© Latinas in History 2008
LINA (1921 )
I used to love seeing the big piles of wheat, Córdova recalls. I used to say, It looks like gold. Lina Córdova. Latinas in the United States: A Historical Encyclopedia.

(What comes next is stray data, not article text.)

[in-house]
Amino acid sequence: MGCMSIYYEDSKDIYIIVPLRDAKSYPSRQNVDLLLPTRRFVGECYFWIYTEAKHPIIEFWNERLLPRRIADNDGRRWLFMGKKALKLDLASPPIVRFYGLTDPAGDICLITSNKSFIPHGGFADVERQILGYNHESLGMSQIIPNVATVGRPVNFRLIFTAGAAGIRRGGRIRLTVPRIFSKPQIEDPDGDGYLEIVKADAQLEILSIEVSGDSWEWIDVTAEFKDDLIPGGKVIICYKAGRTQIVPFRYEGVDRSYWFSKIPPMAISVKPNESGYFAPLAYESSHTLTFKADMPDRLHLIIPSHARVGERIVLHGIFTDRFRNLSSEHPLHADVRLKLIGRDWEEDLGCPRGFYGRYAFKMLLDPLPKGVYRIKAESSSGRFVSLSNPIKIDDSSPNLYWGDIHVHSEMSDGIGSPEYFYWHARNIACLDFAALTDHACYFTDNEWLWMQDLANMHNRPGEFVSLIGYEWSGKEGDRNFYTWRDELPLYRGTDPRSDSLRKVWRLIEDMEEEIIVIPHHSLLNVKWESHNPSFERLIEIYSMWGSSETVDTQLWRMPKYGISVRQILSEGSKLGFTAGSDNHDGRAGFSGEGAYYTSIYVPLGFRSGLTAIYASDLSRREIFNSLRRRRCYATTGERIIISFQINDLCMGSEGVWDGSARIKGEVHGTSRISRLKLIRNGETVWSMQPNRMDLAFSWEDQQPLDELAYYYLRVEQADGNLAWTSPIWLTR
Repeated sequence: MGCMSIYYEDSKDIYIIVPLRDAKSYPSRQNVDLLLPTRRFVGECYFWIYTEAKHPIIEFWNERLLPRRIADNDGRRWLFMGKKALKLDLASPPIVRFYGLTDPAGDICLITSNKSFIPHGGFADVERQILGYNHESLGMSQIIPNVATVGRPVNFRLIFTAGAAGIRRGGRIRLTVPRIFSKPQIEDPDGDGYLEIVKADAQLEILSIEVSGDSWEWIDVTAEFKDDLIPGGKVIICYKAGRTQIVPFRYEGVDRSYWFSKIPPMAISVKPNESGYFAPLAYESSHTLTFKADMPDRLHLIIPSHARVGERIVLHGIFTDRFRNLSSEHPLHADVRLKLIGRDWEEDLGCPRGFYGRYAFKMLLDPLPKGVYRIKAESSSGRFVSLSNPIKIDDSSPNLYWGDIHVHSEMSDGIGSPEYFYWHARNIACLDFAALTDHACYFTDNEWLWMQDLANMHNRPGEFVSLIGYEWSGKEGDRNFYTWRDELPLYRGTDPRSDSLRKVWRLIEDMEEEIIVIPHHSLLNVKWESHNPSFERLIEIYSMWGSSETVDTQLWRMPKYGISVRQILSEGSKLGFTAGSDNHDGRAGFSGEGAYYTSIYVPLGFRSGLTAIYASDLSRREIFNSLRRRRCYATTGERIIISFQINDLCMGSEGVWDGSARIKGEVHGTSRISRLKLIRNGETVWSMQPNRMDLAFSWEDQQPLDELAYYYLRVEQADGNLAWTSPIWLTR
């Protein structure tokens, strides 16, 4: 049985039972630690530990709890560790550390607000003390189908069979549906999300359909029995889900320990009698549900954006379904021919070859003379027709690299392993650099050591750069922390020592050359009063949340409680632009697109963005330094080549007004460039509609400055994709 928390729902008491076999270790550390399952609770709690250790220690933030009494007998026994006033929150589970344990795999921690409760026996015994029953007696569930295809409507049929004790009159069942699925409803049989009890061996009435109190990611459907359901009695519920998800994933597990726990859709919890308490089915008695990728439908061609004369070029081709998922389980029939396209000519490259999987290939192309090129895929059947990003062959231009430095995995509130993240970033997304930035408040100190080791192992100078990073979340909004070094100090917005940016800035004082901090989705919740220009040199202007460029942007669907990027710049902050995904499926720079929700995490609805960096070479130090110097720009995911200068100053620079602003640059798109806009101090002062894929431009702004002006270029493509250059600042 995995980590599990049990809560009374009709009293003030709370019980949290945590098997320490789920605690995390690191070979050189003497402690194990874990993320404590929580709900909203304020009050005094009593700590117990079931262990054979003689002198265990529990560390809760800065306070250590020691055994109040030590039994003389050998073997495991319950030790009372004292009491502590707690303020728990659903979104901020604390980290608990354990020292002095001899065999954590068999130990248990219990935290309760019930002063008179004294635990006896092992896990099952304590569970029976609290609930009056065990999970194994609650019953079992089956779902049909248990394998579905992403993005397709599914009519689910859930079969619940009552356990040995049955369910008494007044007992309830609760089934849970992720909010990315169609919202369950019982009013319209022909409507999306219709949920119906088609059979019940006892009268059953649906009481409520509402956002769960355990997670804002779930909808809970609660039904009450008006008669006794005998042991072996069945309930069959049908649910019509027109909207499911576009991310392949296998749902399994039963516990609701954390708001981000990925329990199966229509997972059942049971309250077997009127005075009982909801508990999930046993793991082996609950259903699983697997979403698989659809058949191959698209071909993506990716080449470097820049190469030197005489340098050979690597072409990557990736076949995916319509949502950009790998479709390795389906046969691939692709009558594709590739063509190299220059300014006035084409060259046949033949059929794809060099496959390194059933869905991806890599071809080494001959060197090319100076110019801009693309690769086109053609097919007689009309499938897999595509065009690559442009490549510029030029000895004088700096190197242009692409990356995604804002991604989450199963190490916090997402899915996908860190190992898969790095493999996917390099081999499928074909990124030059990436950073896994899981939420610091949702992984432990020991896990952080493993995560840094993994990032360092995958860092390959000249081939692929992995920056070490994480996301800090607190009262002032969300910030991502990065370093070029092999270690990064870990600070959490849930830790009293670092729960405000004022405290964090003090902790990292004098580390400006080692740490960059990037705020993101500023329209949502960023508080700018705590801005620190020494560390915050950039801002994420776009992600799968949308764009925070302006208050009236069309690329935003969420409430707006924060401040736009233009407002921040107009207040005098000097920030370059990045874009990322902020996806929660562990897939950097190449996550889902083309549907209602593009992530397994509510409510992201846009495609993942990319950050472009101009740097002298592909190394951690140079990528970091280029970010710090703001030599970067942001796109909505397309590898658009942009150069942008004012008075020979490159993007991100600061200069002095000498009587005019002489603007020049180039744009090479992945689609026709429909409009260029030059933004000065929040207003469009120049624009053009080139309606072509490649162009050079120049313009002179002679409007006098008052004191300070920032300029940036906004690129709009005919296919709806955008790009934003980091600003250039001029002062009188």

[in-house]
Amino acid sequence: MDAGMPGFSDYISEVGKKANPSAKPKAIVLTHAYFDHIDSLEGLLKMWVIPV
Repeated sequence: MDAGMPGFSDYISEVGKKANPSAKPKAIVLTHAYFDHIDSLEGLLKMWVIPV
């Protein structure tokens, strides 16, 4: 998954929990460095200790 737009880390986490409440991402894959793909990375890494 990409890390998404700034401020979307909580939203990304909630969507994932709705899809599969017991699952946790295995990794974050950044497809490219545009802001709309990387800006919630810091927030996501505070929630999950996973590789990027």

The eighth of fifteen children, Lina Córdova was born in a small New Mexican town. Her parents were farmers. She recalls a difficult life where schooling was not easily accessible and families faced economic hardships. She married at age sixteen and the couple went to live with his family in Albuquerque. Her experiences as a young wife and mother reflect that of countless other women during World War II. In 1941 she gave birth to a baby girl, Naida. In 1942, she had a son, Alfredo Jr. Instead of going to a doctor for the deliveries, she went to a midwife, who charged $25 for a male and $20 for a female. Córdova did not know why there was a price difference. Until her husband was drafted, he made all the decisions for the family. Lina Córdova recalled sitting on the front porch writing letters to him. She sometimes saw the faint glow of tiny bicycle headlights approaching. She knew that bicycles delivered telegrams with bad news about wounded or dead soldiers, and she prayed that this bicycle would not be for her, bringing her bad news about Alfredo.